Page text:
Europe's Obama cheers ring hollow in the Middle East

What a contrast. In western Europe Obama-mania is in full flood, epitomised by raving crowds in Berlin last night as well as the polls which show the Democratic candidate to be far more popular than John McCain in almost every country. In Israel he is met with apprehension, and in the Palestinian territories there is only the faintest hope that the deadlocked conflict will ever end.

The difference is that Europeans know the American president holds the keys to war or peace. He has enormous influence in dragging European governments after him, as the disastrous Iraq adventure showed. So it is not surprising that many Europeans are crying out for a man in the White House who will be less aggressive, less unilateral, less imperial, and more attuned to the complexities of international policy. Obama seems to be the one.

In the Middle East the US leader has much less power. Israel calls the shots, and what's happening on the ground is deeply gloomy and anti-peace. The chances of creating a viable Palestinian state have almost vanished as Israeli settlements on the West Bank go on increasing and yet more checkpoints appear.

No wonder that, while they like Obama more than McCain, Palestinians feel little optimism. "Obama might create a different atmosphere," says Yasser Abed Rabo, the secretary general of the Palestine Liberation Organisation, stressing the "might". "Bush polarised things between him and Osama bin Laden. The moderates were the big losers. People in the middle felt crushed," he argues.

Others expect Obama will take time to focus on the Middle East in spite of his promise this week to be engaged in peace from day one. "He'll concentrate first on Iraq, Iran, Afghanistan, and the economy, which all matter more for Americans," an adviser to the Palestinian negotiating team told me.

His visit to the Israeli border town of Sderot was one-sided, not just because he did not balance it with visits to places where Palestinians are oppressed. Sderot is more than a place under threat of terror. It is a model for how ceasefires are negotiable, and why they are the vital first step towards any serious peace agreement. Yet Obama ignored the point.

"Why have a ceasefire in Gaza, but not one in the West Bank? Do they want us to develop missiles and rockets here before we can have a ceasefire?" asks Mustafa Barghouti, one of the most respected independents in the Palestinian parliament. He points to the spate of arrests by Israeli troops in recent weeks in Nablus, Hebron and Jenin, which have gone virtually unreported. The Israelis conduct almost nightly raids on schools, clinics and charities, seizing files, computers, and patients' records.

Since Bush's Annapolis conference no progress has been made. In spite of a half a dozen meetings with Mahmoud Abbas, the Israeli prime minister Ehud Olmert refuses to put forward drafts for the framework deal that Bush wanted to see signed before he leaves office. It is all talk but no work. Going against peace, another 9,700 housing units for settlers have been announced for East Jerusalem, compared with 1,600 in the previous four years. Eighty-six new checkpoints have gone up in the West Bank. Meanwhile the EU chooses this moment to upgrade its cultural and economic relations with Israel, forfeiting the little leverage it has.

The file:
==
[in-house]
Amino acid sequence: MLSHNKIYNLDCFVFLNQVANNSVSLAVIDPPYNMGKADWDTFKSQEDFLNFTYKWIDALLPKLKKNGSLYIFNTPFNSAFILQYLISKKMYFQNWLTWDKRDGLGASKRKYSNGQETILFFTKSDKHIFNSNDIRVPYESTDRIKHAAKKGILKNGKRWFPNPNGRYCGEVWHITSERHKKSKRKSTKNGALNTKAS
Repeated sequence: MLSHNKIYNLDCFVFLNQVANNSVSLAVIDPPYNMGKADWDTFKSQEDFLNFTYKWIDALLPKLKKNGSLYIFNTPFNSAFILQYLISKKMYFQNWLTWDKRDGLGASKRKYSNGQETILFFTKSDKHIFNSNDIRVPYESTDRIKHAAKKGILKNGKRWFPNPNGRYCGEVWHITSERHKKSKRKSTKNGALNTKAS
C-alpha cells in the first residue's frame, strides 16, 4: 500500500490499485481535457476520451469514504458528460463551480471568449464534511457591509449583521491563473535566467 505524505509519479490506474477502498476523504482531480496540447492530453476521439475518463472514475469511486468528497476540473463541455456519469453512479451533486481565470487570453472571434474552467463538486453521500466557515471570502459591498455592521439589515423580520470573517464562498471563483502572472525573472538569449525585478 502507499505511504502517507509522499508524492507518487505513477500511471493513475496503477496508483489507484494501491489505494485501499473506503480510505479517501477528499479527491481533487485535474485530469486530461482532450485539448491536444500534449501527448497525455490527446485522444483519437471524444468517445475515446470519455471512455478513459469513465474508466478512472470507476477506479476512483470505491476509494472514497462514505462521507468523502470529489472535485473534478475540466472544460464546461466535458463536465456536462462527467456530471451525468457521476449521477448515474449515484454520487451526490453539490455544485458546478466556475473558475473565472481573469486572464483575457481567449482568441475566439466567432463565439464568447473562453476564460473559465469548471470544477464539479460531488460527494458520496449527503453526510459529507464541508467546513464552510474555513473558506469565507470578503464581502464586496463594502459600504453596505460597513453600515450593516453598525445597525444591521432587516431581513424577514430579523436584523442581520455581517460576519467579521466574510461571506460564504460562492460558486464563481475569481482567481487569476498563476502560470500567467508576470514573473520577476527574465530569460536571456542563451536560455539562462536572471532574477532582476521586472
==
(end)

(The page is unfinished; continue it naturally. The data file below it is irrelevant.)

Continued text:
What could Obama do as president? Watching the candidate with Israel's president Shimon Peres in Jerusalem this week, it was hard not to be touched by the younger man's grace. As they strolled across the lawn before making press statements, Obama inclined his head and put his hand gently on Peres's back like a respectful son or even grandson. Peres repaid the compliment, all but endorsing Obama. "I've read both your books and was impressed by their moving humanity ... Those who say the future belongs to the young are wrong. The present belongs to the young."

The encounter had something of the Eisenhower-Kennedy moment in January 1961, when the torch was handed from one generation to another at Kennedy's swearing-in. Of course Peres is not an outgoing US president and Obama is not yet an incoming one. Israel is not going to cede power over its destiny to the US, however dependent it traditionally has been.

The chances of a settlement have never been bleaker. The Palestinians are deeply split between Fatah and Hamas, and without unity there is no way Abbas can pretend to reach a deal with Israel. In Israel every politician is a hardliner, whether Kadima, Labour or Likud. "Olmert is playing a game of deception when he says peace is close. The negotiations are going in circles. Nothing is moving forward, except the confiscation of land, the expansion of the Wall, and the building of industrial zones round the settlements. You can't trust them to want a deal this year, next year or any year," says Rabo.

On both sides the public mood is grim. Israeli attitudes towards the Palestinians are built on fear - all-pervasive and sometimes turning into panic. Palestinians are consumed with anger, rekindled by every new injustice - an anger that sometimes turns to rage. It is no coincidence that this year's attacks on Israelis in Jerusalem, the two bulldozer incidents and the shooting of eight people at a yeshiva (school) in March, were done by Palestinians not connected to any militia group. Private rage just boiled over.

Faced by Israeli intransigence, no US president can do much. Perhaps the only thing Obama could do is to work on the Palestinians. If he helps end the futile boycott and demonisation of Hamas, he will cease playing the Israeli game and help the Palestinians re-create a united front. It would be a step forward, though not enough for peace. The Israelis are not ready, whatever they say.

Jonathan Steele